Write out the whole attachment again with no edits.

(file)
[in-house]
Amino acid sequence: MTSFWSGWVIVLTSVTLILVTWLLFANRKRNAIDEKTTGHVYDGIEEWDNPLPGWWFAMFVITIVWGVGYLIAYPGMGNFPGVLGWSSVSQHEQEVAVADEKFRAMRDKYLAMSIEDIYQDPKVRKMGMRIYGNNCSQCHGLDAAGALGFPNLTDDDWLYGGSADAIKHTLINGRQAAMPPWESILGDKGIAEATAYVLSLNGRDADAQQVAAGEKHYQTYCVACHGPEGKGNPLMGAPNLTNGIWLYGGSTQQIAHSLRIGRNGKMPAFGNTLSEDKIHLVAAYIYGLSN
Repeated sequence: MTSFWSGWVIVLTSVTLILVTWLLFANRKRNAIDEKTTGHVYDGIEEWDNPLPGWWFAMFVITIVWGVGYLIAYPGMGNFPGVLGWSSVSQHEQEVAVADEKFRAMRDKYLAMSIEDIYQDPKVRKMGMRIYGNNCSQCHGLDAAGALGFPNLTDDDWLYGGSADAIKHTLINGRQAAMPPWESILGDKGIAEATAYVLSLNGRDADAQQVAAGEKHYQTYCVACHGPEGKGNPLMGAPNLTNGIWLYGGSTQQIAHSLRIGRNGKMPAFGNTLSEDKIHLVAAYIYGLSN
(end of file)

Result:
[in-house]
Amino acid sequence: MTSFWSGWVIVLTSVTLILVTWLLFANRKRNAIDEKTTGHVYDGIEEWDNPLPGWWFAMFVITIVWGVGYLIAYPGMGNFPGVLGWSSVSQHEQEVAVADEKFRAMRDKYLAMSIEDIYQDPKVRKMGMRIYGNNCSQCHGLDAAGALGFPNLTDDDWLYGGSADAIKHTLINGRQAAMPPWESILGDKGIAEATAYVLSLNGRDADAQQVAAGEKHYQTYCVACHGPEGKGNPLMGAPNLTNGIWLYGGSTQQIAHSLRIGRNGKMPAFGNTLSEDKIHLVAAYIYGLSN
Repeated sequence: MTSFWSGWVIVLTSVTLILVTWLLFANRKRNAIDEKTTGHVYDGIEEWDNPLPGWWFAMFVITIVWGVGYLIAYPGMGNFPGVLGWSSVSQHEQEVAVADEKFRAMRDKYLAMSIEDIYQDPKVRKMGMRIYGNNCSQCHGLDAAGALGFPNLTDDDWLYGGSADAIKHTLINGRQAAMPPWESILGDKGIAEATAYVLSLNGRDADAQQVAAGEKHYQTYCVACHGPEGKGNPLMGAPNLTNGIWLYGGSTQQIAHSLRIGRNGKMPAFGNTLSEDKIHLVAAYIYGLSN